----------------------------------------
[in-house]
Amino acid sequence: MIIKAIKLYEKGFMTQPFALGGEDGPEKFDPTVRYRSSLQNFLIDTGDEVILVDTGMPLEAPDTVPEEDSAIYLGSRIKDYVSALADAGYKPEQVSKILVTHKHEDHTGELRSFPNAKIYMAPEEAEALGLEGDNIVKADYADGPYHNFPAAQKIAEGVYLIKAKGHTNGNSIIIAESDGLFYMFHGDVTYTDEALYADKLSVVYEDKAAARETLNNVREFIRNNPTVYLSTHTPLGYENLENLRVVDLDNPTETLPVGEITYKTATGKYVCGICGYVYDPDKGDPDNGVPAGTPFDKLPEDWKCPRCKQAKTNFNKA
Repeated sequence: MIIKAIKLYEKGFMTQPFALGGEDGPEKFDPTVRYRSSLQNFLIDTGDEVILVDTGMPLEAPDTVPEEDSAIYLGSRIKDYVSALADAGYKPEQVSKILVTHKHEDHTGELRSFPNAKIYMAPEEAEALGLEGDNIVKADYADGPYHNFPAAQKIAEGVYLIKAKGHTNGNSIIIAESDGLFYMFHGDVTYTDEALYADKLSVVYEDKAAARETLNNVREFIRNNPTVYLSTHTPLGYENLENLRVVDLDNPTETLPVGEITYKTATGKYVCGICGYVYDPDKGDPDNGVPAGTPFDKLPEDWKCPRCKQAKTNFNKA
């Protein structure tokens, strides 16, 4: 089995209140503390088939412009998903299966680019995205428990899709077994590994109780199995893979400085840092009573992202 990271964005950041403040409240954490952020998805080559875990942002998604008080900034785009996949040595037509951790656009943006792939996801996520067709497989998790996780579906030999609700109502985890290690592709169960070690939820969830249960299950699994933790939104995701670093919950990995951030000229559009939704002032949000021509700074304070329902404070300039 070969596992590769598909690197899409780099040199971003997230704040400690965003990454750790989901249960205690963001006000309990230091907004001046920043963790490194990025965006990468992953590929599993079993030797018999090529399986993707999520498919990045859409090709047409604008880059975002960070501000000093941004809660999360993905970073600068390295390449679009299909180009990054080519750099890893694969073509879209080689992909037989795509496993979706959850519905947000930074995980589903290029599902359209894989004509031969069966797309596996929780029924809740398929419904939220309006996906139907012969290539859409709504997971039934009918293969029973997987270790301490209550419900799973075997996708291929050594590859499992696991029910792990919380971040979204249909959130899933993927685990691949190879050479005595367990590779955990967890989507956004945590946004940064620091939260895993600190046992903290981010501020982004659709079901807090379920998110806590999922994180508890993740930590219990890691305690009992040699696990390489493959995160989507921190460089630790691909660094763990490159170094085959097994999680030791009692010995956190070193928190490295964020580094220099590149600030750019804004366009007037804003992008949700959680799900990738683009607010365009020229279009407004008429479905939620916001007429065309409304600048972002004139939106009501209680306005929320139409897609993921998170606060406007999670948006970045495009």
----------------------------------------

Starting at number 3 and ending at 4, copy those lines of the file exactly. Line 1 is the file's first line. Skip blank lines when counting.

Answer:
Repeated sequence: MIIKAIKLYEKGFMTQPFALGGEDGPEKFDPTVRYRSSLQNFLIDTGDEVILVDTGMPLEAPDTVPEEDSAIYLGSRIKDYVSALADAGYKPEQVSKILVTHKHEDHTGELRSFPNAKIYMAPEEAEALGLEGDNIVKADYADGPYHNFPAAQKIAEGVYLIKAKGHTNGNSIIIAESDGLFYMFHGDVTYTDEALYADKLSVVYEDKAAARETLNNVREFIRNNPTVYLSTHTPLGYENLENLRVVDLDNPTETLPVGEITYKTATGKYVCGICGYVYDPDKGDPDNGVPAGTPFDKLPEDWKCPRCKQAKTNFNKA
């Protein structure tokens, strides 16, 4: 089995209140503390088939412009998903299966680019995205428990899709077994590994109780199995893979400085840092009573992202 990271964005950041403040409240954490952020998805080559875990942002998604008080900034785009996949040595037509951790656009943006792939996801996520067709497989998790996780579906030999609700109502985890290690592709169960070690939820969830249960299950699994933790939104995701670093919950990995951030000229559009939704002032949000021509700074304070329902404070300039 070969596992590769598909690197899409780099040199971003997230704040400690965003990454750790989901249960205690963001006000309990230091907004001046920043963790490194990025965006990468992953590929599993079993030797018999090529399986993707999520498919990045859409090709047409604008880059975002960070501000000093941004809660999360993905970073600068390295390449679009299909180009990054080519750099890893694969073509879209080689992909037989795509496993979706959850519905947000930074995980589903290029599902359209894989004509031969069966797309596996929780029924809740398929419904939220309006996906139907012969290539859409709504997971039934009918293969029973997987270790301490209550419900799973075997996708291929050594590859499992696991029910792990919380971040979204249909959130899933993927685990691949190879050479005595367990590779955990967890989507956004945590946004940064620091939260895993600190046992903290981010501020982004659709079901807090379920998110806590999922994180508890993740930590219990890691305690009992040699696990390489493959995160989507921190460089630790691909660094763990490159170094085959097994999680030791009692010995956190070193928190490295964020580094220099590149600030750019804004366009007037804003992008949700959680799900990738683009607010365009020229279009407004008429479905939620916001007429065309409304600048972002004139939106009501209680306005929320139409897609993921998170606060406007999670948006970045495009």